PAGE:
Rule of Lenity. Before examining the statute and definitions in detail, it is important to recognize that the rule of lenity applies to all definitions in the NFA if there is any ambiguity in the wording. And there is certainly much ambiguity in the NFA definitions and regulations. What the rule of lenity in these cases means is that, if there is any ambiguity in how to interpret a statute or regulation, that ambiguity must be interpreted in the defendant’s favor. If a defendant is subject to criminal penalties under an ambiguous statute, the tie essentially goes to the defendant and the court will construe the statute against the government.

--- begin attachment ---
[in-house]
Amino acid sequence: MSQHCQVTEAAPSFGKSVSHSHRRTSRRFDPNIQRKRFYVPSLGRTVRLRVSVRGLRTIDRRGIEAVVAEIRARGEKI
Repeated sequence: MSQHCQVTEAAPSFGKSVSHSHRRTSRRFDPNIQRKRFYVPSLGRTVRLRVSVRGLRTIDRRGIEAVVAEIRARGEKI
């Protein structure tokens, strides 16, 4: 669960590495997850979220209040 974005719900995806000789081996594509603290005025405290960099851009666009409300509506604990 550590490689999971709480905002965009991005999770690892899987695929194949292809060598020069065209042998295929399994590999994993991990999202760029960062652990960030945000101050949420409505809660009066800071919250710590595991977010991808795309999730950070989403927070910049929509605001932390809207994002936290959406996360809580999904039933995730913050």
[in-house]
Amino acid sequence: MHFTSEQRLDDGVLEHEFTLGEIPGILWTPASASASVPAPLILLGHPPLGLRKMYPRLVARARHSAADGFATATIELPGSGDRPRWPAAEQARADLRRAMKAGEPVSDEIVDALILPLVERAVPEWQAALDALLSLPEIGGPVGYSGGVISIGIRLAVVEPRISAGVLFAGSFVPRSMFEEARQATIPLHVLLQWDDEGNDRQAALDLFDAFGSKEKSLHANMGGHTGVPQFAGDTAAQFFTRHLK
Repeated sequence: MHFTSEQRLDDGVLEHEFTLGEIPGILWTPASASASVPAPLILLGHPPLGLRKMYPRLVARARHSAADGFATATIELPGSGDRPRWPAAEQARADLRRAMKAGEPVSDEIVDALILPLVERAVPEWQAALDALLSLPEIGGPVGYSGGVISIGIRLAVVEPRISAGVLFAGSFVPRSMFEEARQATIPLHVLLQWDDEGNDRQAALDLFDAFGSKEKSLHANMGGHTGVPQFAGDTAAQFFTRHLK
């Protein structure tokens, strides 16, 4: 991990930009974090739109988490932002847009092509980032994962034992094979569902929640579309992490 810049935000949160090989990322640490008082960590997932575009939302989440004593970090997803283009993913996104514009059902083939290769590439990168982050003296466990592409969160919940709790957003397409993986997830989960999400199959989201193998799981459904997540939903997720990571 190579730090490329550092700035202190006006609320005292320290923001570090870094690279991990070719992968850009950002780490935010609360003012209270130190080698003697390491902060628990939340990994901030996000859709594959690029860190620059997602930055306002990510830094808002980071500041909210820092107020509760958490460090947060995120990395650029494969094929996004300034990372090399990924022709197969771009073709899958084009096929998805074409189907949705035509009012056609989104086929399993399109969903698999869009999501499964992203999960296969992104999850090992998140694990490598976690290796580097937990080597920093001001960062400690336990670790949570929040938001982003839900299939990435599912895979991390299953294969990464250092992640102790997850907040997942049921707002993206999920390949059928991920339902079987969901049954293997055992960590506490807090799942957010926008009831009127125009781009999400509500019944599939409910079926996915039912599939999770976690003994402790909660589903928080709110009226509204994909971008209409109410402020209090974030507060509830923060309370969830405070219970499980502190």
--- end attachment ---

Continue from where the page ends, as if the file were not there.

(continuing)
This rule of lenity has been applied in two NFA cases – U.S. v. Harris, 959 F.2d 246 (D.C. Cir. 1992) and U.S. v. Thompson/Center Arms Co., 504 U.S. 505 (1992). What is especially noteworthy in the Thompson/Center Arms case is that the U.S. Supreme Court would not defer to ATF’s interpretation of a statute that the arms in question were firearms covered by the NFA. It is a therefore a good case to keep in mind not only for the future, but when reading and citing pre-Thompson/Center Arms cases in which the lower courts did give deference to ATF interpretations rather than applying the rule of lenity.